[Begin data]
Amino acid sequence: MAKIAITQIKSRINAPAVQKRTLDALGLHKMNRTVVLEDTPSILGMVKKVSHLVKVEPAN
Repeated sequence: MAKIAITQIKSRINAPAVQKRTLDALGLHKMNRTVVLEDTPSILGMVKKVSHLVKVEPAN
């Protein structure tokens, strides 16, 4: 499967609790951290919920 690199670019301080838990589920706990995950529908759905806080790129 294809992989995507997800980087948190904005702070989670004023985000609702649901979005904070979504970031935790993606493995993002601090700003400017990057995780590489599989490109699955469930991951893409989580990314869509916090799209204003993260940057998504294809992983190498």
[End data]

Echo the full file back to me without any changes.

Amino acid sequence: MAKIAITQIKSRINAPAVQKRTLDALGLHKMNRTVVLEDTPSILGMVKKVSHLVKVEPAN
Repeated sequence: MAKIAITQIKSRINAPAVQKRTLDALGLHKMNRTVVLEDTPSILGMVKKVSHLVKVEPAN
């Protein structure tokens, strides 16, 4: 499967609790951290919920 690199670019301080838990589920706990995950529908759905806080790129 294809992989995507997800980087948190904005702070989670004023985000609702649901979005904070979504970031935790993606493995993002601090700003400017990057995780590489599989490109699955469930991951893409989580990314869509916090799209204003993260940057998504294809992983190498």